Gophers fall in Horton’s first game as coach

Minnesota lost 33-21 to Penn State, dropping to 1-7 on the season and 0-5 at home.

Junior Wide Receiver Da’Jon McKnight scores a touchdown against Penn State on Saturday at TCF Bank stadium.

Simon Guerra

Junior Wide Receiver Da’Jon McKnight scores a touchdown against Penn State on Saturday at TCF Bank stadium.

Josh Katzenstein

Regardless of whoâÄôs coaching, everyone on the Gophers football team knows itâÄôs difficult to win games with self-inflicted wounds. But like the six weeks before, that understanding wasnâÄôt on display much Saturday.

The timing of the GophersâÄô six penalties âÄî two on defensive third downs âÄî and Adam WeberâÄôs lone interception severely hurt the Gophers in a 33-21 home loss to Penn State âÄî their seventh straight loss.

âÄúItâÄôs tough when, as a defense, you get drives and you get off the field on third down or itâÄôs third down and you stop them then youâÄôve got a flag,âÄù senior safety Kyle Theret said. âÄúIt kind of just deflates your balloon a little bit, but as a defense âÄî as a team âÄî thatâÄôs when weâÄôve got to snap out of it, get back into it and get a stop.âÄù

Theret had the second of two questionable third-down pass interference penalties on a second-quarter drive that resulted in the Nittany Lions (4-3, 1-2 Big Ten) taking a 14-7 lead. Cornerback Troy Stoudermire and Theret both made hits on balls that couldâÄôve been ruled uncatchable.

A Minnesota team thatâÄôs 1-7 (0-4 Big Ten) cannot blame the referees for a loss, but in his first game as interim head coach, Jeff Horton wanted the game to be fair. The questionable penalties against the Gophers helped fuel the teamâÄôs frustration when, on the next drive, wide receiver DaâÄôJon McKnight fell between two defenders in the end zone and watched DâÄôAnton Lynn intercept Adam WeberâÄôs ill-advised pass.

After the game McKnight said the defender âÄúobviously tripped me,âÄù but conceded that there was more to the loss than the referees.

Lynn returned the pick to the Minnesota 42-yard line, and Penn State took a 21-7 lead on the next play, a 42-yard pass from third-string quarterback Matt McGloin âÄî the fourth attempt and first completion of his career âÄî to wide receiver Derek Moye.

âÄúIf youâÄôre not playing well, it seems like whenever a bad thing happens it goes against you,âÄù Horton said. âÄúI donâÄôt know if I agree with everything, but IâÄôve got to live with it.âÄù

Things werenâÄôt going well for the Nittany Lions either. In the second quarter, starting quarterback freshman Rob Bolden left the game with concussion-like symptoms after starting 11-for-13 for 130 yards and a touchdown. His backup, sophomore Kevin Newsome, played sparsely after being ill for most of the week, so sophomore McGloin had to step up.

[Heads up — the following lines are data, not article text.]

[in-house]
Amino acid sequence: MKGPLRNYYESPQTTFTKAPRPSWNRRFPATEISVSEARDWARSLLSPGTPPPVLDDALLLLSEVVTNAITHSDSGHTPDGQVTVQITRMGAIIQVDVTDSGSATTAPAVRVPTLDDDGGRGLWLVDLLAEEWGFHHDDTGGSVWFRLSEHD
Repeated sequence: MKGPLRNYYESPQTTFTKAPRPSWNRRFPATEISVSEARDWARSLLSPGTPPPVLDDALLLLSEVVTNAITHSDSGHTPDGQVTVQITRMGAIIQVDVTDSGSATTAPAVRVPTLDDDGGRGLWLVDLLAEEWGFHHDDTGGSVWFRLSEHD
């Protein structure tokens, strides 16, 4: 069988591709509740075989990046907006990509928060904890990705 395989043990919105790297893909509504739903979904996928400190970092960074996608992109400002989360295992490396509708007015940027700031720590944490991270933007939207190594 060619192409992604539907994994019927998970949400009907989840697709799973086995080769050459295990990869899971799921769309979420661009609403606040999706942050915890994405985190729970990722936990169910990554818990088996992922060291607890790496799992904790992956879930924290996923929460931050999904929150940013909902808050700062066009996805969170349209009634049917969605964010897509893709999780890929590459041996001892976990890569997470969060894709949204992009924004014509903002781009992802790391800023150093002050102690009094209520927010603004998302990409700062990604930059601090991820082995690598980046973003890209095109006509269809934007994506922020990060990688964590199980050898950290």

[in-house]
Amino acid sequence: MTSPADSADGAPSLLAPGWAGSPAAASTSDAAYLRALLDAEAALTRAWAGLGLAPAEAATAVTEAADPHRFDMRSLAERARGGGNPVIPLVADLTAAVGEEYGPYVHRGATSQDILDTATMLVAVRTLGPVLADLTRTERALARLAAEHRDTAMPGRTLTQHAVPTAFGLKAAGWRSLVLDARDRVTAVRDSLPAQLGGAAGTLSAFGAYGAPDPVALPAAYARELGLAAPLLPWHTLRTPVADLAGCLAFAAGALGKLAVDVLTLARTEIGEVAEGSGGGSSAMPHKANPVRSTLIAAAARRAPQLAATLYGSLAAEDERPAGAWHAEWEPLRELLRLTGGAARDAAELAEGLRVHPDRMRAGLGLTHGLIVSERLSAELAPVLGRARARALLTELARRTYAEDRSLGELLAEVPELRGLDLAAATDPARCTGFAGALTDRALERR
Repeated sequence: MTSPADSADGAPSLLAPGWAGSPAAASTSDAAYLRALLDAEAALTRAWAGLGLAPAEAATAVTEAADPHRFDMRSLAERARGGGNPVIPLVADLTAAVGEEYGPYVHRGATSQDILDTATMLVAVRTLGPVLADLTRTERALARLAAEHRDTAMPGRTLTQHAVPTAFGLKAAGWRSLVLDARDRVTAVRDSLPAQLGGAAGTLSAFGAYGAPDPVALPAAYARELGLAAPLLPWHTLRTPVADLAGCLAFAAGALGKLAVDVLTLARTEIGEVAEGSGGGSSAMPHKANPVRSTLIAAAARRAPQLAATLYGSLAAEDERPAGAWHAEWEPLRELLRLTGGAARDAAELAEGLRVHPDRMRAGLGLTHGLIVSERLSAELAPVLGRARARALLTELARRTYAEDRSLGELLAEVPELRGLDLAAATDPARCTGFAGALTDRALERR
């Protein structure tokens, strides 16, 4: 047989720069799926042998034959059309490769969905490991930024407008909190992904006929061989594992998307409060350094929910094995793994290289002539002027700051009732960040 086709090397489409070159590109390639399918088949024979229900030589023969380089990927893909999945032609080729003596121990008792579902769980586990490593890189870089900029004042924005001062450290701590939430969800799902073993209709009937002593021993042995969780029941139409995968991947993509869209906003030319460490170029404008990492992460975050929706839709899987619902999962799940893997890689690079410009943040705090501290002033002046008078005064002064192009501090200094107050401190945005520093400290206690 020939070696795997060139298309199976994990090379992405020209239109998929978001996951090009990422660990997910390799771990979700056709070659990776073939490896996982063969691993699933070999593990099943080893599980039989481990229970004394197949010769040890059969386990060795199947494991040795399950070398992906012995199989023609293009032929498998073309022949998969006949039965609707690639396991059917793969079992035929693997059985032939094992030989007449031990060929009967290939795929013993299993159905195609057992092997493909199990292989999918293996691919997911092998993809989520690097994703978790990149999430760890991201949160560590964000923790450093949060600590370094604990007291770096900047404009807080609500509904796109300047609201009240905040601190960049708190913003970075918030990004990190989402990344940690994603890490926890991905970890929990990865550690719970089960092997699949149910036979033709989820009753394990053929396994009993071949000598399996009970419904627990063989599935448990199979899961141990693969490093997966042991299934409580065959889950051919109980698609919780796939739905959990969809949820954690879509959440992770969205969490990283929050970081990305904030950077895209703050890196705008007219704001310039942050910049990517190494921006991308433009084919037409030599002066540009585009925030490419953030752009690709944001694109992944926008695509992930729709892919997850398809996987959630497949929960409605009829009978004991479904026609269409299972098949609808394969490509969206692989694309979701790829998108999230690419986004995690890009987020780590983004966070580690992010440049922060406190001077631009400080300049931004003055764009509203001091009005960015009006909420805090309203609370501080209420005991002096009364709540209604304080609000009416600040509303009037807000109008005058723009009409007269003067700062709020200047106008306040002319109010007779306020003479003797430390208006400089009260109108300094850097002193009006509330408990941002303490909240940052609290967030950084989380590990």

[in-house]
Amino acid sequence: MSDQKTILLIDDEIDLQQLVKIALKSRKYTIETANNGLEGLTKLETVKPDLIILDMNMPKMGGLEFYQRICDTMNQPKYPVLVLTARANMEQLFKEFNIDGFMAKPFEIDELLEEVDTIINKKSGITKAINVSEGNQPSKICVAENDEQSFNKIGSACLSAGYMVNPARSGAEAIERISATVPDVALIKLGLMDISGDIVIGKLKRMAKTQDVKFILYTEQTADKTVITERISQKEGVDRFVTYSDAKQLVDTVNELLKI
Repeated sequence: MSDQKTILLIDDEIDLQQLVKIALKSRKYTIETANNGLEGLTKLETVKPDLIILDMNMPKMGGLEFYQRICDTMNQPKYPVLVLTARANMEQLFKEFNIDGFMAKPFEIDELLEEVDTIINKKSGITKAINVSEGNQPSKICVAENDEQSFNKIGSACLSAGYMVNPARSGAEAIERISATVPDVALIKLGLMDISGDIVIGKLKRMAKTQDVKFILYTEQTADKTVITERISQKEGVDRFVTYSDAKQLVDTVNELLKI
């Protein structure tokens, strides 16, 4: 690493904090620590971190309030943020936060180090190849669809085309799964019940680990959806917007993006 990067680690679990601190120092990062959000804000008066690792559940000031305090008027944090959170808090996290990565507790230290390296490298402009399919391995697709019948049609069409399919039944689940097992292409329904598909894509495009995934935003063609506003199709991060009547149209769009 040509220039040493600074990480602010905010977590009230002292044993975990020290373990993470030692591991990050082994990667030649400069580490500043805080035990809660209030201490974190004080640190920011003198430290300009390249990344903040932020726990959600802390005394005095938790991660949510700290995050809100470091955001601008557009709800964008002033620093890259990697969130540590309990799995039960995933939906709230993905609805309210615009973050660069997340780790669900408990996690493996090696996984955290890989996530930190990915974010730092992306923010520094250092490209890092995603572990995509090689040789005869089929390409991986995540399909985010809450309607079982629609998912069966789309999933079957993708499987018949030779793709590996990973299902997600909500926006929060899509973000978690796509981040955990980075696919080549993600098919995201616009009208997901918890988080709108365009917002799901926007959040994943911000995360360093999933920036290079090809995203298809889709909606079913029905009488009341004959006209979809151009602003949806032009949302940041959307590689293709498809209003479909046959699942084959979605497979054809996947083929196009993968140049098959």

âÄúWe knew when we got the other guy [McGloin] what they were going to do,âÄù said Theret, implying that Penn State would run more, which it did. âÄúWe shot ourselves in the foot too many times today âÄî bottom line âÄî as a defense.âÄù

Horton and Theret both said they expected the Nittany Lions to take a shot after WeberâÄôs interception, which came just four plays after Weber became the fifth player in Big Ten history to eclipse 10,000 passing yards in a career.

But the secondary wasnâÄôt deep enough, and Moye was wide open for the first of his two touchdown catches of the day. He finished with three catches for 81 yards but wasnâÄôt the best receiver on the field.

That title goes to the GophersâÄô junior McKnight, who had eight catches for 103 yards and all three of the teamâÄôs touchdowns. Sophomore MarQueis Gray added seven catches for 83 yards and junior running back DeLeon Eskridge ran 26 times for 111 yards.

In fact, on paper, the Gophers looked like the superior team. Minnesota out-gained Penn State 433 yards to 351, controlled the ball for seven more minutes and had nine more first downs. But it wasnâÄôt enough.

âÄúThe gameâÄôs not always about statistics,âÄù said Weber, who finished 26-for-49 for 299 yards, three touchdowns and that critical interception. âÄúItâÄôs those crucial third downs we didnâÄôt pick up. We were pretty good, but when it mattered in critical situations, we werenâÄôt able to make the big play, and thatâÄôs kind of been the story of our season.âÄù

The two stories for the Gophers this season âÄî aside from Tim BrewsterâÄôs firing last week âÄî have been an inability to convert on third down and tackle. Minnesota converted just five of 16 third downs and misfired on three of five fourth downs, all of which came in Penn State territory.

Missed tackles also helped pad the Penn State running backsâÄô stats. Senior Evan Royster ran 10 times for 63 yards and true freshman Silas Redd went for a career-high 73 yards on just nine carries.

Theret said tackling is a âÄúwant to,âÄù and most times, the first guy to the ball carrier didnâÄôt want to make the tackle Saturday before the smallest crowd in TCF Bank Stadium history (48,479 announced), due in part to President Barack ObamaâÄôs afternoon appearance at a rally down the street.

âÄúIf we donâÄôt shoot ourselves in the foot today, we think thatâÄôs a totally different outcome in that ball game,âÄù Theret said. âÄúBut the bottom line is, we did, so weâÄôre 1-7.âÄù

Related

Gophers  vs. Penn State Live Blog

Paterno’s longevity represents what Gophers lack (10/21)

Horton, Gophers got nothin’ to lose (10/20)

Brewster out after sixth loss (10/18)